I have a confession to make. I spent most of the winter, and now the first bit of spring, sliding down into a situational depression. Just when I was launching this new ministry, just when I most needed to be able to write inspiring pieces that would nourish people for the hard work ahead, I fell face forward into a pit of despond. It is a soft, pillow-lined pit—I have food and shelter and clothing and medical care and the love of family and friends—but it is nevertheless a pit. And it is proving hard to climb out of. Partly it’s the weather: where I live, down in a hollow in a cedar forest, it has rained over 90 inches, more or less continuously, in the past 6 months, and there is no sign of it stopping anytime soon. Anyone would get depressed in these conditions. But mostly it’s because the state of the world is so wretched that I am having a hard time finding hope.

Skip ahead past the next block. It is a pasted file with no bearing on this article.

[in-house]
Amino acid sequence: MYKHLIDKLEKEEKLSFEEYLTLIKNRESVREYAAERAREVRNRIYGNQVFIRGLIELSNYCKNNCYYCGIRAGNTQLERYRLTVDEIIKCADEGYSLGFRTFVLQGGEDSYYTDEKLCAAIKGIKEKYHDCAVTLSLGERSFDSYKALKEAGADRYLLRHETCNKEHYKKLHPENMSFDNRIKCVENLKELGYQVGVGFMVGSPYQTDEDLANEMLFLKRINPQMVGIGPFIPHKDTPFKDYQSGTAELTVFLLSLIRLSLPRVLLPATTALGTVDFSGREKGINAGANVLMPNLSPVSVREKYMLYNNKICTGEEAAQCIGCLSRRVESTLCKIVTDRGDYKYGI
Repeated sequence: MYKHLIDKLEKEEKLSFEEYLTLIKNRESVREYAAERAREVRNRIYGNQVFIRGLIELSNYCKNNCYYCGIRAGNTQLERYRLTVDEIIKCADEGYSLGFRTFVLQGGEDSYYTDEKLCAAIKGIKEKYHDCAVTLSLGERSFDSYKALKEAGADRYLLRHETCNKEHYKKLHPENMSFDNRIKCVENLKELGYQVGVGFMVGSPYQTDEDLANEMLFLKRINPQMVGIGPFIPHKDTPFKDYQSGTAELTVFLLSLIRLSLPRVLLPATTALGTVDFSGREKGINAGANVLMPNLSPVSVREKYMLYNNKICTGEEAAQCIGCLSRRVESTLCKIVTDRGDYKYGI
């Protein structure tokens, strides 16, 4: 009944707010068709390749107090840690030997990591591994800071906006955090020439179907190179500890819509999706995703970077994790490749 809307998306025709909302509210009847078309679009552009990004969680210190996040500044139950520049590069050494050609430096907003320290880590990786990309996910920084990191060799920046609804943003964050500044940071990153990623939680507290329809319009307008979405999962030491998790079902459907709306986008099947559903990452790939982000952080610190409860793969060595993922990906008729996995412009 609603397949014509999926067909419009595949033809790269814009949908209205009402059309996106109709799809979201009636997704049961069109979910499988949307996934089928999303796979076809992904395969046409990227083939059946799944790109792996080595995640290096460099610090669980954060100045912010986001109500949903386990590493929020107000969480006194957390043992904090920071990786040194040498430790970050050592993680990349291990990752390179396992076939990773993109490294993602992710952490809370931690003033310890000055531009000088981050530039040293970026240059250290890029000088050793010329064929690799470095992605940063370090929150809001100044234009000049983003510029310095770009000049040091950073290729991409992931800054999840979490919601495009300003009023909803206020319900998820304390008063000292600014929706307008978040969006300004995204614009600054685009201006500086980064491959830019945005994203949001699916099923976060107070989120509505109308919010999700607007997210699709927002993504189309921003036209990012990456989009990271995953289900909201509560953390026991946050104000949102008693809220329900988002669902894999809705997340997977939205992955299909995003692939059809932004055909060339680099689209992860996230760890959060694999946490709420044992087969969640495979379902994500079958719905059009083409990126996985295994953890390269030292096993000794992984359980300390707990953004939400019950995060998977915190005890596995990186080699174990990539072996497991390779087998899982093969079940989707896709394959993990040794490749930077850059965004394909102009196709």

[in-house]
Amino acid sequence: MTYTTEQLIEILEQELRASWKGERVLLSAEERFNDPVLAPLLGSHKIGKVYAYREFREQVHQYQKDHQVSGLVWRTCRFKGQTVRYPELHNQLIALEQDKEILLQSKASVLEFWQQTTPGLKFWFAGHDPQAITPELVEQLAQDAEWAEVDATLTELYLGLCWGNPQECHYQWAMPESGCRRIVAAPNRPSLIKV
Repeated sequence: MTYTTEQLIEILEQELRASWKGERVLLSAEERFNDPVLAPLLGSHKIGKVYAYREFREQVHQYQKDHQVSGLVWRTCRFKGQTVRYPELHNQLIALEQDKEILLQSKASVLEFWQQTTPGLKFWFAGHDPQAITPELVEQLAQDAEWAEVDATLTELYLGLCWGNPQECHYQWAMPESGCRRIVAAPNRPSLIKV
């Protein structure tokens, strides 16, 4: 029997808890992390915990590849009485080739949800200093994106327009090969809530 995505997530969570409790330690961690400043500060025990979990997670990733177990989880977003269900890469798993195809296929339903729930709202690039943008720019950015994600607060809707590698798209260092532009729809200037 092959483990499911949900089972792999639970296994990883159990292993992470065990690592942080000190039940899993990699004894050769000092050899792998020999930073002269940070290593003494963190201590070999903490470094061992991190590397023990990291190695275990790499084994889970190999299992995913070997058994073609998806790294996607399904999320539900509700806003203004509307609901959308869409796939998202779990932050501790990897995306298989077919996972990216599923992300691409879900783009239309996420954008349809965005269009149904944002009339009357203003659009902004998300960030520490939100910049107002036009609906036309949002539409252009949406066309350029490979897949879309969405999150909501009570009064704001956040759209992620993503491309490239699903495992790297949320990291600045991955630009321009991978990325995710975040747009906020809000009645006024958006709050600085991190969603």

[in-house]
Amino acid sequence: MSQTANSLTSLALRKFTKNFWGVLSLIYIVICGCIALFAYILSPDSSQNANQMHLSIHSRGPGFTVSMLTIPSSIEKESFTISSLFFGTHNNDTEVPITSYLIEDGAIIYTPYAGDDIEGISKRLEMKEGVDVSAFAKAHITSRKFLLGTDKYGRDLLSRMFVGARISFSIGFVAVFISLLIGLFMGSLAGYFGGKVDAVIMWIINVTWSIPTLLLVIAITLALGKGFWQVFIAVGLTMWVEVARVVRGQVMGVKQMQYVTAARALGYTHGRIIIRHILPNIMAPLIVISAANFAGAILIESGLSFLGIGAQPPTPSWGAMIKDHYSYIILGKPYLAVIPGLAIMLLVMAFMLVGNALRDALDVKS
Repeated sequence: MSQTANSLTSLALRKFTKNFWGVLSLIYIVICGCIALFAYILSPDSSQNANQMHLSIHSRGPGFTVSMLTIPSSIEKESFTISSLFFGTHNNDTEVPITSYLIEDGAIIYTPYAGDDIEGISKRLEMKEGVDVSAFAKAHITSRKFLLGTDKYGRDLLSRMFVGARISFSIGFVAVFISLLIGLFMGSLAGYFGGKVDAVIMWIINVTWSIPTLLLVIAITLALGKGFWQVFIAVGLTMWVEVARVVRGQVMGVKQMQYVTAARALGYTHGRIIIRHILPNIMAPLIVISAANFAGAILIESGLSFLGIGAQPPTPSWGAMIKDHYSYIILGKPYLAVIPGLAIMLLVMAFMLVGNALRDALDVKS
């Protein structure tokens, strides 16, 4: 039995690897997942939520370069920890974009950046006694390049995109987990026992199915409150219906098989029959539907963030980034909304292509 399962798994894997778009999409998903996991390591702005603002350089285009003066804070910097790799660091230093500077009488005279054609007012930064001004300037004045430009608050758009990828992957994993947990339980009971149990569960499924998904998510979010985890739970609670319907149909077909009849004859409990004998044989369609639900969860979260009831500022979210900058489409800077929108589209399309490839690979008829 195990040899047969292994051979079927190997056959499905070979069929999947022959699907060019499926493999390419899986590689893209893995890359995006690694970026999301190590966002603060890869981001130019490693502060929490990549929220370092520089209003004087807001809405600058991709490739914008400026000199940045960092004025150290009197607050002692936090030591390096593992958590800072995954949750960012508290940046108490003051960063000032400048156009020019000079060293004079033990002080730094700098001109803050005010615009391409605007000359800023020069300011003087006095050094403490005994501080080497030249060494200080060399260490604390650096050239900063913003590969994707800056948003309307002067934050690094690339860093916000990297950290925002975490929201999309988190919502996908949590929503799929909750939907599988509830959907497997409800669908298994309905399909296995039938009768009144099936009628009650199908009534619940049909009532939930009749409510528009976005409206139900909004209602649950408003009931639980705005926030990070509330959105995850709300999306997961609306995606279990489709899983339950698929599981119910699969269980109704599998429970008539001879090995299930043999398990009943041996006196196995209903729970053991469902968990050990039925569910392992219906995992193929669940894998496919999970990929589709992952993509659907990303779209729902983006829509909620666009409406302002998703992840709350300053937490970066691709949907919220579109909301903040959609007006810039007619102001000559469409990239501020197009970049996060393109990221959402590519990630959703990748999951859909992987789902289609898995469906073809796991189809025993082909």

For several weeks I thought that I should not write about this because it would be bad for general morale. If my job is to help give people hope, how would it look if, instead, I shared my own fear and despair? How could I give people hope if I have none myself? How would it look if a person who purports to offer wisdom and strength for healing admits to being all out of wisdom and strength herself? And then just sits down in the middle of the road and cries, like a toddler who wants to be carried instead of having to walk? So I thought, I can’t write anything until I feel better.
But then several things came to mind.